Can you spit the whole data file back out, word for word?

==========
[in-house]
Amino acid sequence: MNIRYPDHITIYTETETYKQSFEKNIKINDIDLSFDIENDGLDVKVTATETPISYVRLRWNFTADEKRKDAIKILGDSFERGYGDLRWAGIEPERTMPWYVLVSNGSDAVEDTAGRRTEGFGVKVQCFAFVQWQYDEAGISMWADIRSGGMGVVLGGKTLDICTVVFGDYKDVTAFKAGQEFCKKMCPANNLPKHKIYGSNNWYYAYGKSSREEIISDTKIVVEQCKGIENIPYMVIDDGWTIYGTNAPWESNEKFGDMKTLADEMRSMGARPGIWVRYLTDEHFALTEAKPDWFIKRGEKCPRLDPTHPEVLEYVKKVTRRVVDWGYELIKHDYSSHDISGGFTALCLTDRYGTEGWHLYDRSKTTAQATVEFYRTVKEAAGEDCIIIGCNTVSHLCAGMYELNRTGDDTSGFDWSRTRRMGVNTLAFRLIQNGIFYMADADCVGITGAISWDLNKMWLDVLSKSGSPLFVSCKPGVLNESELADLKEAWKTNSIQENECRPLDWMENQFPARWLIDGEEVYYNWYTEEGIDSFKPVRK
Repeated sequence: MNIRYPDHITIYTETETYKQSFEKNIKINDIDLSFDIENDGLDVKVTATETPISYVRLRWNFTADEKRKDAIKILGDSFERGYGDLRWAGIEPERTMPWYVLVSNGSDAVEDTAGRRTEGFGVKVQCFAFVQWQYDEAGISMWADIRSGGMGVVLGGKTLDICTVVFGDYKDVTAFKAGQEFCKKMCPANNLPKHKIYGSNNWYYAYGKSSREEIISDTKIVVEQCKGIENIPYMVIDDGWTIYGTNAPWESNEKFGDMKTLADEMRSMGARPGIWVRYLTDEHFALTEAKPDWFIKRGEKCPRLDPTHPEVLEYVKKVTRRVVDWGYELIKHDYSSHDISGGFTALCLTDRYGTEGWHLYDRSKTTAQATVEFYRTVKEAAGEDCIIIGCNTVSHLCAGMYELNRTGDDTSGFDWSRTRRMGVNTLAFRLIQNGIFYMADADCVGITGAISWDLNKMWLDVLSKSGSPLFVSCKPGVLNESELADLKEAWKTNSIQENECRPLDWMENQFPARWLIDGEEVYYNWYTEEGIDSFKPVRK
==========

[in-house]
Amino acid sequence: MNIRYPDHITIYTETETYKQSFEKNIKINDIDLSFDIENDGLDVKVTATETPISYVRLRWNFTADEKRKDAIKILGDSFERGYGDLRWAGIEPERTMPWYVLVSNGSDAVEDTAGRRTEGFGVKVQCFAFVQWQYDEAGISMWADIRSGGMGVVLGGKTLDICTVVFGDYKDVTAFKAGQEFCKKMCPANNLPKHKIYGSNNWYYAYGKSSREEIISDTKIVVEQCKGIENIPYMVIDDGWTIYGTNAPWESNEKFGDMKTLADEMRSMGARPGIWVRYLTDEHFALTEAKPDWFIKRGEKCPRLDPTHPEVLEYVKKVTRRVVDWGYELIKHDYSSHDISGGFTALCLTDRYGTEGWHLYDRSKTTAQATVEFYRTVKEAAGEDCIIIGCNTVSHLCAGMYELNRTGDDTSGFDWSRTRRMGVNTLAFRLIQNGIFYMADADCVGITGAISWDLNKMWLDVLSKSGSPLFVSCKPGVLNESELADLKEAWKTNSIQENECRPLDWMENQFPARWLIDGEEVYYNWYTEEGIDSFKPVRK
Repeated sequence: MNIRYPDHITIYTETETYKQSFEKNIKINDIDLSFDIENDGLDVKVTATETPISYVRLRWNFTADEKRKDAIKILGDSFERGYGDLRWAGIEPERTMPWYVLVSNGSDAVEDTAGRRTEGFGVKVQCFAFVQWQYDEAGISMWADIRSGGMGVVLGGKTLDICTVVFGDYKDVTAFKAGQEFCKKMCPANNLPKHKIYGSNNWYYAYGKSSREEIISDTKIVVEQCKGIENIPYMVIDDGWTIYGTNAPWESNEKFGDMKTLADEMRSMGARPGIWVRYLTDEHFALTEAKPDWFIKRGEKCPRLDPTHPEVLEYVKKVTRRVVDWGYELIKHDYSSHDISGGFTALCLTDRYGTEGWHLYDRSKTTAQATVEFYRTVKEAAGEDCIIIGCNTVSHLCAGMYELNRTGDDTSGFDWSRTRRMGVNTLAFRLIQNGIFYMADADCVGITGAISWDLNKMWLDVLSKSGSPLFVSCKPGVLNESELADLKEAWKTNSIQENECRPLDWMENQFPARWLIDGEEVYYNWYTEEGIDSFKPVRK